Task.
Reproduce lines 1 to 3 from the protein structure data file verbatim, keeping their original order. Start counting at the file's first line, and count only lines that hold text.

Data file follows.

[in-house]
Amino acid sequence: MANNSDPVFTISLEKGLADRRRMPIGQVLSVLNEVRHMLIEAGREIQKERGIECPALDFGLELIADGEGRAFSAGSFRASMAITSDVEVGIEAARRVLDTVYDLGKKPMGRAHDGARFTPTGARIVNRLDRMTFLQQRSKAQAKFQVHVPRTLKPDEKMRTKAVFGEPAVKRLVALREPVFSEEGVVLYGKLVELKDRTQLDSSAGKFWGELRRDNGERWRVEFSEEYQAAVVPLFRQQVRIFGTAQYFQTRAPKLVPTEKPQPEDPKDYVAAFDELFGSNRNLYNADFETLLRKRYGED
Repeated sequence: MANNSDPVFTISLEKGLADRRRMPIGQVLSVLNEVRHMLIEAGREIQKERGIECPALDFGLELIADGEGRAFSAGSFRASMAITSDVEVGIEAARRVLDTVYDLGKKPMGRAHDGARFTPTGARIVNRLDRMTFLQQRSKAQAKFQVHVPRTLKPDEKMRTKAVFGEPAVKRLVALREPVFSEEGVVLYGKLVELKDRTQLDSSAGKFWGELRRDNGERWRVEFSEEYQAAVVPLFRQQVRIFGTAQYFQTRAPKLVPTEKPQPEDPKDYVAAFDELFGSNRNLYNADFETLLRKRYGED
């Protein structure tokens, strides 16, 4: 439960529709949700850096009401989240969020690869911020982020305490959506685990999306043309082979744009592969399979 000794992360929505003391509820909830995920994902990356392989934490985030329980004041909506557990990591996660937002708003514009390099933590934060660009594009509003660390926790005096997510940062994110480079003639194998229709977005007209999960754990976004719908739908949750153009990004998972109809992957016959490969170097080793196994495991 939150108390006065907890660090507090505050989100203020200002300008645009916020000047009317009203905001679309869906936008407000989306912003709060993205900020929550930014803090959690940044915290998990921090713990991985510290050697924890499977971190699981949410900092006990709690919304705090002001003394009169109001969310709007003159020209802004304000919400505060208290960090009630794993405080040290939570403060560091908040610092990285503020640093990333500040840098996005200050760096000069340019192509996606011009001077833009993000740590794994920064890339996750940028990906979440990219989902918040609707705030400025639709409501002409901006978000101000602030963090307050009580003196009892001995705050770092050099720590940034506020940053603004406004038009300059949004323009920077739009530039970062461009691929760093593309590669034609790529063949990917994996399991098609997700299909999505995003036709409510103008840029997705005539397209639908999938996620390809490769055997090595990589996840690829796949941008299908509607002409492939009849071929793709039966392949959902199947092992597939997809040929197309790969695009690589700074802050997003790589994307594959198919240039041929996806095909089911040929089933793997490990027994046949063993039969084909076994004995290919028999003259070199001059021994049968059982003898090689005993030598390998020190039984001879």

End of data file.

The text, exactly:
[in-house]
Amino acid sequence: MANNSDPVFTISLEKGLADRRRMPIGQVLSVLNEVRHMLIEAGREIQKERGIECPALDFGLELIADGEGRAFSAGSFRASMAITSDVEVGIEAARRVLDTVYDLGKKPMGRAHDGARFTPTGARIVNRLDRMTFLQQRSKAQAKFQVHVPRTLKPDEKMRTKAVFGEPAVKRLVALREPVFSEEGVVLYGKLVELKDRTQLDSSAGKFWGELRRDNGERWRVEFSEEYQAAVVPLFRQQVRIFGTAQYFQTRAPKLVPTEKPQPEDPKDYVAAFDELFGSNRNLYNADFETLLRKRYGED
Repeated sequence: MANNSDPVFTISLEKGLADRRRMPIGQVLSVLNEVRHMLIEAGREIQKERGIECPALDFGLELIADGEGRAFSAGSFRASMAITSDVEVGIEAARRVLDTVYDLGKKPMGRAHDGARFTPTGARIVNRLDRMTFLQQRSKAQAKFQVHVPRTLKPDEKMRTKAVFGEPAVKRLVALREPVFSEEGVVLYGKLVELKDRTQLDSSAGKFWGELRRDNGERWRVEFSEEYQAAVVPLFRQQVRIFGTAQYFQTRAPKLVPTEKPQPEDPKDYVAAFDELFGSNRNLYNADFETLLRKRYGED